Which of course means, where it does make mistakes, they really stand out. The biggest, most common frustration, is the utterly ridiculous frequency with which it takes controls away from you to have characters exchange meagre conversations. The writing is, for the most part, great, and the larger plot beats are utterly brilliant and it’s infuriating that I can’t sell you on the game with them, as they’d ruin it for you. But when you’re only given control back to walk off a screen, and then the same thirteen seconds of play after the next chat, and then again because you walked past a building, bloody hell it gets annoying. I’ve shouted at the screen a good few times, “JUST LET ME PLAY!” In a game as completely lovely as this one, it’s forgiven, but boy it would have been completely lovelier if they’d been a little more sensible about the interruptions to flow.
A more egregious single scene is a very ill-advised stealth sequence that so strangely seems to fundamentally misunderstand how the game itself is played. You’re not allowed to fly for this section, only jump, but flying is triggered by pressing a direction button after jump, so it endlessly misfires the wings while trying to jump diagonally between platforms. Pressing the jump button a second time also releases your wings, so jump a picosecond too early in these manic jumps and you’ll also lose. God, I repeated that boring sequence so many damned times. Not fun.
I want to tell you about this big plot point in the middle of the game, because blimey, oh I can’t even say which emotion it triggered! I can’t remember the last time I gasped out loud at a turn a game took like that. But I can’t – you’d kill me. So instead, trust me, get this game and then email me when you get there and we can share that moment, belatedly for me. But see, it’s a game that has a moment I wish I could now talk to someone else about – I love such things.
That Mario & Luigi comparison I made at the start deserves a little expansion, I think. The first couple of those games (Superstar Saga and Partners In Time) are two of the best platform adventures ever made, and two of the funniest games ever made. So this isn’t a comparison I make lightly. While Owlboy doesn’t feature the RPG elements of those games, and certainly isn’t as extraordinarily involved as AlphaDream’s Nintendo-funded creations, the comparison is earned. Not just in the nature of the banter between characters, but more importantly, with the stunning cohesion of the delivery. A level of competence and coherence that feels so rare, especially when it’s delivered in a carefully opaque way as it is here. I keep thinking I’m getting frustrated by being given two directions to head in, each so long and splitting themselves that I have that “Oh I’m missing out on the other path!” anxiety, and then being blown away by how cleverly it had manipulated me, or had things loop around so I knew I’d not lost out. There’s some excellent level crafting on display here.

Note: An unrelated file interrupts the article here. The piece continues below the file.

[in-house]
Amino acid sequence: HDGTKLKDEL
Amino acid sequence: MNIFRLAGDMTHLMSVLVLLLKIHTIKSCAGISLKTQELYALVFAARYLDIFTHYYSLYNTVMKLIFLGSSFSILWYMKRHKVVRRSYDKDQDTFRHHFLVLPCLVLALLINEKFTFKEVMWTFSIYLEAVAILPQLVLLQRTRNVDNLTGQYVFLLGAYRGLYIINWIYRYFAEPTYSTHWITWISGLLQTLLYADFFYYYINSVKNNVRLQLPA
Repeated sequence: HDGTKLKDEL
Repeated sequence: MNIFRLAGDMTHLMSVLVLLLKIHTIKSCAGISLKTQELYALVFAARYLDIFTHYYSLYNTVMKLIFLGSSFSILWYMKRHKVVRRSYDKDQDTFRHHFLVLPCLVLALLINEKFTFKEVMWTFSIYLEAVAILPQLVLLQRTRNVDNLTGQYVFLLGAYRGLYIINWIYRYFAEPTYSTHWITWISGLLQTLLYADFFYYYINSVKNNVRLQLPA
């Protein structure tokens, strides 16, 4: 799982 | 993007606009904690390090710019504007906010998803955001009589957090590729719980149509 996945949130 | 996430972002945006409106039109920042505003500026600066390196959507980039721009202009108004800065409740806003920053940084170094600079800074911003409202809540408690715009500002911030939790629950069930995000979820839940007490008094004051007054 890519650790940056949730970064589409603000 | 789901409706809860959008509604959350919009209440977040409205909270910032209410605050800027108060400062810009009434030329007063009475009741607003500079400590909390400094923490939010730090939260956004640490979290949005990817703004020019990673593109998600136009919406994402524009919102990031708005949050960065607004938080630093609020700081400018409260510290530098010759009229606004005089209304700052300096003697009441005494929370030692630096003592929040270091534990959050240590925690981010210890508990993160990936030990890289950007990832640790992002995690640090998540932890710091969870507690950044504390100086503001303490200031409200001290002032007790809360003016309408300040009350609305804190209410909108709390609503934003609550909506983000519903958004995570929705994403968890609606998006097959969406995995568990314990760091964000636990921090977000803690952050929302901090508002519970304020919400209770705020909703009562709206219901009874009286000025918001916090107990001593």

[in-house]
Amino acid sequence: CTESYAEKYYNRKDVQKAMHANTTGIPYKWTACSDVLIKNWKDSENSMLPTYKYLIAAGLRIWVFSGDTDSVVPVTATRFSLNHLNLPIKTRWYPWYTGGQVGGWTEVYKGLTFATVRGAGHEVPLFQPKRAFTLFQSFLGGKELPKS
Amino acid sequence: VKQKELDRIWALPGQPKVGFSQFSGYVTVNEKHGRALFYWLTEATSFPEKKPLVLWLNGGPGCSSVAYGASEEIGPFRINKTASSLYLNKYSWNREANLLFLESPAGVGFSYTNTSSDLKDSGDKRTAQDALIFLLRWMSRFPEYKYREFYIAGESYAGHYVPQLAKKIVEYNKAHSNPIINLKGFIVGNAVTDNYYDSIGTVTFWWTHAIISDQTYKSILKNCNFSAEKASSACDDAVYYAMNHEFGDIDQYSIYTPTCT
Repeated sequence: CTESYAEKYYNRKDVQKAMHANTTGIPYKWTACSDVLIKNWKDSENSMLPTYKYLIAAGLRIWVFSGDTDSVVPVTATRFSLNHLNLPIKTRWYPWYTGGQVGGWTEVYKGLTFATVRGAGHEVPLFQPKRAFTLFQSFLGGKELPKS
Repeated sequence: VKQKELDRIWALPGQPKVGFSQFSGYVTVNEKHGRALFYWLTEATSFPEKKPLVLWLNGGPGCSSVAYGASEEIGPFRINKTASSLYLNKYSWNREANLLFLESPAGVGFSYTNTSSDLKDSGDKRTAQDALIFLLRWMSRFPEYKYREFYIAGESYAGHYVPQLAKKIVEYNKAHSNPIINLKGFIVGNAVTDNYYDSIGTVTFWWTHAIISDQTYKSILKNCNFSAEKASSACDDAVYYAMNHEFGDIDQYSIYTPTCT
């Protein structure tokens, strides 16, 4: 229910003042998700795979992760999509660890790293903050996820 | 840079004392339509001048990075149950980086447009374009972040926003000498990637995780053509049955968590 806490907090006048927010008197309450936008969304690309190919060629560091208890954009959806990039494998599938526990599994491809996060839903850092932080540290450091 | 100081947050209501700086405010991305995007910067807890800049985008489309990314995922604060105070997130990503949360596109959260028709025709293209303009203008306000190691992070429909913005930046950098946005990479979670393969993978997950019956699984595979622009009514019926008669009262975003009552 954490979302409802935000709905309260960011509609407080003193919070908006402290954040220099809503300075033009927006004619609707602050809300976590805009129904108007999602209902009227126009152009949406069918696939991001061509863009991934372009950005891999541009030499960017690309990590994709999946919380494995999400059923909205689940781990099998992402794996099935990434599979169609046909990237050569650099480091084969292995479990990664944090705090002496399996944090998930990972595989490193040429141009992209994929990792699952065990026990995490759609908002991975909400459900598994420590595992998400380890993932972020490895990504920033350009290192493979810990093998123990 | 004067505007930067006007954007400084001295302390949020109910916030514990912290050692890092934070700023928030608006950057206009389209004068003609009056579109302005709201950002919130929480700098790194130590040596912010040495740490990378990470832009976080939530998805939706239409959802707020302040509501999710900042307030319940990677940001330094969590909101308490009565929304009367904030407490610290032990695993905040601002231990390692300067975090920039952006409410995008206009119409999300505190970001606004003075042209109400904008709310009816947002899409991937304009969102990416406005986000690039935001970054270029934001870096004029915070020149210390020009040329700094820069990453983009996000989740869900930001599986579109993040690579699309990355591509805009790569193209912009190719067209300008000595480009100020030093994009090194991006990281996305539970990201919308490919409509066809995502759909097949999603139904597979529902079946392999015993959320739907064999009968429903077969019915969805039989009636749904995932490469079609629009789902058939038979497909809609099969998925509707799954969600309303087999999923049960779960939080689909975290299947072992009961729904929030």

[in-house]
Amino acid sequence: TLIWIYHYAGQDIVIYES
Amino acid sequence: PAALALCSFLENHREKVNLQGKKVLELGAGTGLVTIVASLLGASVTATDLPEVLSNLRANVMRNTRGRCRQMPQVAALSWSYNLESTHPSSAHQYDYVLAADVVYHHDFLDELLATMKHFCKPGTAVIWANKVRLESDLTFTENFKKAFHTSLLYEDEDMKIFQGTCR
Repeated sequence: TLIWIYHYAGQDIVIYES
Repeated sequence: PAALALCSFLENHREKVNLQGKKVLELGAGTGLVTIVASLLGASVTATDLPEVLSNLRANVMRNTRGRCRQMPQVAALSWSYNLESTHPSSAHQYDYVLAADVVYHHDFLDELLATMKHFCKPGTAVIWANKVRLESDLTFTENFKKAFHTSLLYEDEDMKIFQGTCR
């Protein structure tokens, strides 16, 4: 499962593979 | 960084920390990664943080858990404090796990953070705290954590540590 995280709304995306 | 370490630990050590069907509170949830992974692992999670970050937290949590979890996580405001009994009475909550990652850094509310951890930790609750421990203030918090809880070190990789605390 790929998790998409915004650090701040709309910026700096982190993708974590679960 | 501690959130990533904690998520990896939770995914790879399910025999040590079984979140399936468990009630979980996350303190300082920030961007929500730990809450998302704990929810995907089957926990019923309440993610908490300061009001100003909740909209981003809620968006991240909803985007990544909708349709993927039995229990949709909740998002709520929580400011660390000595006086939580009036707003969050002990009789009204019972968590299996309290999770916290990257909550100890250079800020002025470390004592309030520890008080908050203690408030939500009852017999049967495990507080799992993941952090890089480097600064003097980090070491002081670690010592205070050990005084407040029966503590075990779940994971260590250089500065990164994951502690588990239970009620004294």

What a treat. And a surprisingly deep one, with compelling moments you’ll want to talk about. It’s a pleasure to control, it has impeccable difficulty balancing to keep you moving forward while always feeling like you’re being skillful, and all in the prettiest of pretty pixel graphics. Triumphant.